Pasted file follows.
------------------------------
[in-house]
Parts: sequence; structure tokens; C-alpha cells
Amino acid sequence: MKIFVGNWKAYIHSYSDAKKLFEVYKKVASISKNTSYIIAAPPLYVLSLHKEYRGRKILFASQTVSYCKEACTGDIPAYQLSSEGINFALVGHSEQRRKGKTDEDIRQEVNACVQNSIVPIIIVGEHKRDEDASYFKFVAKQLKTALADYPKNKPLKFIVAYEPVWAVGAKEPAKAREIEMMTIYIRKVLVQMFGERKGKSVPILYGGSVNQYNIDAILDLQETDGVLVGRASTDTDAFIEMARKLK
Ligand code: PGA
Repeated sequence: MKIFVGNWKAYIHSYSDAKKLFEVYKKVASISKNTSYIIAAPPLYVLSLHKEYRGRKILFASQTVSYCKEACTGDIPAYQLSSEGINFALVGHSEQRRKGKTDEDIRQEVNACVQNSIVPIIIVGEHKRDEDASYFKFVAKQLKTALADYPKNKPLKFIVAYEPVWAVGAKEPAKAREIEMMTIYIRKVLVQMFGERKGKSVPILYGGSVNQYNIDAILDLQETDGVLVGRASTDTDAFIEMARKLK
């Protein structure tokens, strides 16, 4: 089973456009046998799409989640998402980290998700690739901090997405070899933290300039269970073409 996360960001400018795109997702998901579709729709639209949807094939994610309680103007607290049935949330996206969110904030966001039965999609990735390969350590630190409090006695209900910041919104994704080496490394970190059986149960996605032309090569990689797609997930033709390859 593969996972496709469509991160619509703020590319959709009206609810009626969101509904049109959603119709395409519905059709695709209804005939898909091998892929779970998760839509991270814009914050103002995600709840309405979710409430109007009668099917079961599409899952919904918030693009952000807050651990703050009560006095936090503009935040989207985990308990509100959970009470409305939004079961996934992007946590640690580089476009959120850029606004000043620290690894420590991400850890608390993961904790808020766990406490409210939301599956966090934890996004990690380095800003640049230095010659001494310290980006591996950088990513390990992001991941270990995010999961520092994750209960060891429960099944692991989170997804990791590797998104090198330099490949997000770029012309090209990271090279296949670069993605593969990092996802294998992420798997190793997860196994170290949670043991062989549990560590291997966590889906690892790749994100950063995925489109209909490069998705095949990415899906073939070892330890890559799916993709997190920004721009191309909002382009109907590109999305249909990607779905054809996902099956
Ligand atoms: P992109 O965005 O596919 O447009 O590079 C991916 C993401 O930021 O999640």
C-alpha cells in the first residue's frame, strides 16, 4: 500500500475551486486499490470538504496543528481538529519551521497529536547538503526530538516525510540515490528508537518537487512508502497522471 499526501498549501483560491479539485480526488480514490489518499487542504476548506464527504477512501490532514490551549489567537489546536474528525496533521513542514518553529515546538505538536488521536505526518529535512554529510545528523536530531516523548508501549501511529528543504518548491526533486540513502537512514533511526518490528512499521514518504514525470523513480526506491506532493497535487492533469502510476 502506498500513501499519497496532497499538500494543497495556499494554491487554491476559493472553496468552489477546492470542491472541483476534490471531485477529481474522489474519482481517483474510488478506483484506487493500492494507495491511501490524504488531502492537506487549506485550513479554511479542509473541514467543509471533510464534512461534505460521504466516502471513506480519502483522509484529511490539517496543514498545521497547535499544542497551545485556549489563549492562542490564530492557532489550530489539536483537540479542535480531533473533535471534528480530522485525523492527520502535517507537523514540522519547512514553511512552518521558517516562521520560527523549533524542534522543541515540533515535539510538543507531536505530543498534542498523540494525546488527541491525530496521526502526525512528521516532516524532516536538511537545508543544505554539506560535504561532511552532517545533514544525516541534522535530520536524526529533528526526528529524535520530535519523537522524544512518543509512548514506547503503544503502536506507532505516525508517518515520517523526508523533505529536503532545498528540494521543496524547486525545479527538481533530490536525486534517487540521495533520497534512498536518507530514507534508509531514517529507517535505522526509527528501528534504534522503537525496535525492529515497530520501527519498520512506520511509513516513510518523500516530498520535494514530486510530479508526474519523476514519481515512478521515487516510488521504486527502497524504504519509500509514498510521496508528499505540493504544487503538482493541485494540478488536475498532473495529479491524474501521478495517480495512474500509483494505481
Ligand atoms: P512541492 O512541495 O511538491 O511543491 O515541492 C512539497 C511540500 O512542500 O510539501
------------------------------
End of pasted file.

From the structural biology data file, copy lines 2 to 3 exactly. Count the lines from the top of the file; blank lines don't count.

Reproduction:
Parts: sequence; structure tokens; C-alpha cells
Amino acid sequence: MKIFVGNWKAYIHSYSDAKKLFEVYKKVASISKNTSYIIAAPPLYVLSLHKEYRGRKILFASQTVSYCKEACTGDIPAYQLSSEGINFALVGHSEQRRKGKTDEDIRQEVNACVQNSIVPIIIVGEHKRDEDASYFKFVAKQLKTALADYPKNKPLKFIVAYEPVWAVGAKEPAKAREIEMMTIYIRKVLVQMFGERKGKSVPILYGGSVNQYNIDAILDLQETDGVLVGRASTDTDAFIEMARKLK